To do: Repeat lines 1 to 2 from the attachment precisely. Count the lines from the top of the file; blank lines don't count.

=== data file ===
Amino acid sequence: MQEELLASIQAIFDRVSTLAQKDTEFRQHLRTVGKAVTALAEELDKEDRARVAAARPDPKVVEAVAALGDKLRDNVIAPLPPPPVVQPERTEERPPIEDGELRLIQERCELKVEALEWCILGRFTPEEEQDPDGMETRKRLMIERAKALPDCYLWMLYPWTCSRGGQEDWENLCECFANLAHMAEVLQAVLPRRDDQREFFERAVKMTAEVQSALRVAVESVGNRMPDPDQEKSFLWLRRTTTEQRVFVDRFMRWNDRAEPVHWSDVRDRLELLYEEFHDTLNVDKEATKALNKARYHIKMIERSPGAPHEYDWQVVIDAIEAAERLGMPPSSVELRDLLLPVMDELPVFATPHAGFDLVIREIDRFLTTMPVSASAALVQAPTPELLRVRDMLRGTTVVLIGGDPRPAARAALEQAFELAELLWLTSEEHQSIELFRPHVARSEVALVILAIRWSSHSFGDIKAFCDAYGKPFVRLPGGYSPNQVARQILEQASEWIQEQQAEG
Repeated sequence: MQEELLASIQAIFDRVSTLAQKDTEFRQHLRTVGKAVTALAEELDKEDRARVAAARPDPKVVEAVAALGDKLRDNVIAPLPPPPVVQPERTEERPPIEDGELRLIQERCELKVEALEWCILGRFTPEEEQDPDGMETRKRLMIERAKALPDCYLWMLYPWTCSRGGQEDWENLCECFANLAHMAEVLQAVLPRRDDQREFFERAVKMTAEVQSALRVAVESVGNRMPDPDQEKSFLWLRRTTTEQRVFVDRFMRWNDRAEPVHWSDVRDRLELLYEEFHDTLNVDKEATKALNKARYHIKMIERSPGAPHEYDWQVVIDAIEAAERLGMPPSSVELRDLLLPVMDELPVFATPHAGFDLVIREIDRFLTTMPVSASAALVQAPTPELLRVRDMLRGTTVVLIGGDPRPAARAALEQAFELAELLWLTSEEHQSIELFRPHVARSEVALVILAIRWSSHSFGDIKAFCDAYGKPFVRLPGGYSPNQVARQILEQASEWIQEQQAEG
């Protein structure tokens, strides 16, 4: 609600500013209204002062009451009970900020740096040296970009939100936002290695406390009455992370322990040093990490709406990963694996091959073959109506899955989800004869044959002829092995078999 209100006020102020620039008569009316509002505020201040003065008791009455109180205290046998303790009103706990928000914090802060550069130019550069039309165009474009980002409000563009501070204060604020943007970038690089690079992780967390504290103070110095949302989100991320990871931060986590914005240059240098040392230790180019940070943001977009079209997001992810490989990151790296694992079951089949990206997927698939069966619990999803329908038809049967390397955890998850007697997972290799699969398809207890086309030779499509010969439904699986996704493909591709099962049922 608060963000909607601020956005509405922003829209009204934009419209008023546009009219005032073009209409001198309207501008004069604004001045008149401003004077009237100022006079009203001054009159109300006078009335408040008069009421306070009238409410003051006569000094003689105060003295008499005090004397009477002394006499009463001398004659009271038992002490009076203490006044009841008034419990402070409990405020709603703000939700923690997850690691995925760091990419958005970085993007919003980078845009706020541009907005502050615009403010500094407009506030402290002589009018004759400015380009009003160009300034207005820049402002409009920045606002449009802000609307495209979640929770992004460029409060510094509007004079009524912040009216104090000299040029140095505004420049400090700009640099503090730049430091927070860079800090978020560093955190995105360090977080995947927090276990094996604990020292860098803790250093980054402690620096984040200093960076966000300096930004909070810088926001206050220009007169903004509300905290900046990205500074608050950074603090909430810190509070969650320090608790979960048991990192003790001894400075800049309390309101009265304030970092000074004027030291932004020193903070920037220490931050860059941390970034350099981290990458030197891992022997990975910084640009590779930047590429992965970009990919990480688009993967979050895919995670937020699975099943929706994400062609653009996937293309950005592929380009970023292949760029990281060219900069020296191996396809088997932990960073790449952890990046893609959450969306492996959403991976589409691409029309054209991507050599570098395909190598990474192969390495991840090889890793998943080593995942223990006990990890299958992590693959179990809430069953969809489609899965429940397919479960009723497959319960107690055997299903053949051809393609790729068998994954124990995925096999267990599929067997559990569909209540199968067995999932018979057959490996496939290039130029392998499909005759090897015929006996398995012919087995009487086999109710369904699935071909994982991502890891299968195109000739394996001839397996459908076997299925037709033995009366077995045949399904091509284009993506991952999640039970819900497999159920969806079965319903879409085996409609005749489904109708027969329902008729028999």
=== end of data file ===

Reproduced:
Amino acid sequence: MQEELLASIQAIFDRVSTLAQKDTEFRQHLRTVGKAVTALAEELDKEDRARVAAARPDPKVVEAVAALGDKLRDNVIAPLPPPPVVQPERTEERPPIEDGELRLIQERCELKVEALEWCILGRFTPEEEQDPDGMETRKRLMIERAKALPDCYLWMLYPWTCSRGGQEDWENLCECFANLAHMAEVLQAVLPRRDDQREFFERAVKMTAEVQSALRVAVESVGNRMPDPDQEKSFLWLRRTTTEQRVFVDRFMRWNDRAEPVHWSDVRDRLELLYEEFHDTLNVDKEATKALNKARYHIKMIERSPGAPHEYDWQVVIDAIEAAERLGMPPSSVELRDLLLPVMDELPVFATPHAGFDLVIREIDRFLTTMPVSASAALVQAPTPELLRVRDMLRGTTVVLIGGDPRPAARAALEQAFELAELLWLTSEEHQSIELFRPHVARSEVALVILAIRWSSHSFGDIKAFCDAYGKPFVRLPGGYSPNQVARQILEQASEWIQEQQAEG
Repeated sequence: MQEELLASIQAIFDRVSTLAQKDTEFRQHLRTVGKAVTALAEELDKEDRARVAAARPDPKVVEAVAALGDKLRDNVIAPLPPPPVVQPERTEERPPIEDGELRLIQERCELKVEALEWCILGRFTPEEEQDPDGMETRKRLMIERAKALPDCYLWMLYPWTCSRGGQEDWENLCECFANLAHMAEVLQAVLPRRDDQREFFERAVKMTAEVQSALRVAVESVGNRMPDPDQEKSFLWLRRTTTEQRVFVDRFMRWNDRAEPVHWSDVRDRLELLYEEFHDTLNVDKEATKALNKARYHIKMIERSPGAPHEYDWQVVIDAIEAAERLGMPPSSVELRDLLLPVMDELPVFATPHAGFDLVIREIDRFLTTMPVSASAALVQAPTPELLRVRDMLRGTTVVLIGGDPRPAARAALEQAFELAELLWLTSEEHQSIELFRPHVARSEVALVILAIRWSSHSFGDIKAFCDAYGKPFVRLPGGYSPNQVARQILEQASEWIQEQQAEG